Climate change, products and services with a low or neutral carbon footprint, responsible use of natural resources, anti-corruption, relations with communities and a focus on diversity and inclusion are some of the topics that are at the forefront of discussions around the ESG, and under the interest of investors and boards of directors of major companies. But there is another front that is gaining importance and, as it should be, a priority at the heart of this agenda: cybersecurity.
Himself World Economic Forum Cyber action is clearly an environmental, social and governance issue, and he states that companies need to start looking at this topic as part of the ESG. According to the organization’s disclosure in March of this year, “Internet risks are the organizations with the most immediate and financially material sustainability risks they face today. Those who do not implement good cybersecurity governance using appropriate tools and metrics will be less resilient and less sustainable.”
In January 2022, the same forum published its first report on the topic, “Global Cyber Security Outlook,” which reinforces the need to align cybersecurity and business. But the truth is that we are still on a journey: one of the findings of the report is the mismatch between the domains responsible for managing risk and the cyber region. While nearly 92% of entrepreneurs say cyber resilience is part of their enterprise risk management strategies, only 55% of cybersecurity leaders agree. “Different” perceptions may actually be a reflection of conflicting priorities and policy incoherence in organizations.
It is important to look at the tactical and strategic position of the cybersecurity area and the leadership in the corporate organizational structure. The good news is that we have seen, more and more, discussions about the position of information security and cybernetics in companies, considering a scope beyond information technology (IT) with more emphasis on business risk.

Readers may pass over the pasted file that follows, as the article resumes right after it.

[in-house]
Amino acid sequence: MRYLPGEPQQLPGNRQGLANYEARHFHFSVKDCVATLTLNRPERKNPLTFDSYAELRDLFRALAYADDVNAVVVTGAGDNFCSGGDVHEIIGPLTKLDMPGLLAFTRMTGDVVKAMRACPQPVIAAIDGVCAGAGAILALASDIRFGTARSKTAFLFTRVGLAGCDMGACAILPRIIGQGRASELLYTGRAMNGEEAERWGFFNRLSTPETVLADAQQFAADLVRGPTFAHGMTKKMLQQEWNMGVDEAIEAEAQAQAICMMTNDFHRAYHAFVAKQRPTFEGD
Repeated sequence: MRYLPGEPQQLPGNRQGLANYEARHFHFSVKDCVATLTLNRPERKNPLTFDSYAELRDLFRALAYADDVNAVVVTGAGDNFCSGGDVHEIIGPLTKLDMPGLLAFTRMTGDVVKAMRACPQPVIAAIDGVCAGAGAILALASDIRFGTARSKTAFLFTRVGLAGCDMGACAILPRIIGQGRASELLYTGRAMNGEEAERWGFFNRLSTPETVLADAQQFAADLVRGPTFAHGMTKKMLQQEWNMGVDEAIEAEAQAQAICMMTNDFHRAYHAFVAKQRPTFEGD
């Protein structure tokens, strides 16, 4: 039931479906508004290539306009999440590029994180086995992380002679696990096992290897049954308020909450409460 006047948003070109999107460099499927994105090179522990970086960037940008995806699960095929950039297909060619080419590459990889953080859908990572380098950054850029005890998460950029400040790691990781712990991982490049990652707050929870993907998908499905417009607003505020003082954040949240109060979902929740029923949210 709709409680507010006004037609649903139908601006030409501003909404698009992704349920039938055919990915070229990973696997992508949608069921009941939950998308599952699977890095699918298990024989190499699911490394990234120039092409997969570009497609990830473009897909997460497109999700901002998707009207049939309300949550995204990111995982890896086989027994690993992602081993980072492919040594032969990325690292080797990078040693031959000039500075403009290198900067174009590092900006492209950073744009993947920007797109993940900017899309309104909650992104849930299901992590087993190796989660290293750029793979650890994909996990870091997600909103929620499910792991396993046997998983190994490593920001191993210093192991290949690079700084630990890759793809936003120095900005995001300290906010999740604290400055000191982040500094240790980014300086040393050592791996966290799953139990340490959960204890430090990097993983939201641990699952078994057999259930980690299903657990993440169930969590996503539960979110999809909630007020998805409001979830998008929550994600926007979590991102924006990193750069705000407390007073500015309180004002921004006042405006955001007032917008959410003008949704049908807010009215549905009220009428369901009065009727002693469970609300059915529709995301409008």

The point is that prioritizing security and investing in protection, detection and response measures must be a reality. A survey conducted by Ernst & Young last year (“How Covid-19 affects future investment in security and privacy”) that heard more than 130 companies around the world found that unlawful attacks on corporate technology systems increased nearly 300% during the Covid-19 pandemic. And this must continue, if management is inadequate. After all, in parallel with the search for innovation and increased digitization by companies – which leads to many positive changes – there is also greater exposure to risks and threats.
There is no point in evolving with technology and innovation if the culture of cybersecurity does not go hand in hand: Cyber risk must be integrated into the corporate ESG agenda, critical goals, and be part of the agenda in corporate boards. If neglected, it can have profound effects on the business. We are not just talking about information technology (IT), about influencing the immediate interests of organizations, with impacts on financial results, in exposing business secrets and reputation with clients – which, in and of itself, would be sufficient to be a priority.
But also how they can assimilate into society in a broader way, whether it’s because of data leaks, or even to affect a country’s basic infrastructure. That’s what happened about a year ago with Colonial Pipeline, a pipeline company responsible for about 45% of fuel transportation on the US East Coast, all of which ceased operations due to a cyberattack. The “accident” that prompted the US government to declare a state of emergency and, in effect, extrapolated the financial and operational impact of the company itself. One direct result was higher gasoline prices and long lines at many stations on the East Coast of the United States.
It is necessary to understand that, today, there is no business continuity, and there is no ESG without data protection and information security. Cybersecurity is more than just a competitive differentiating factor, it is a fact and a necessity in the corporate world as well as for society.
* Fernando Madureira is Head of Information and Cyber Security (CISO) at Cosan . Group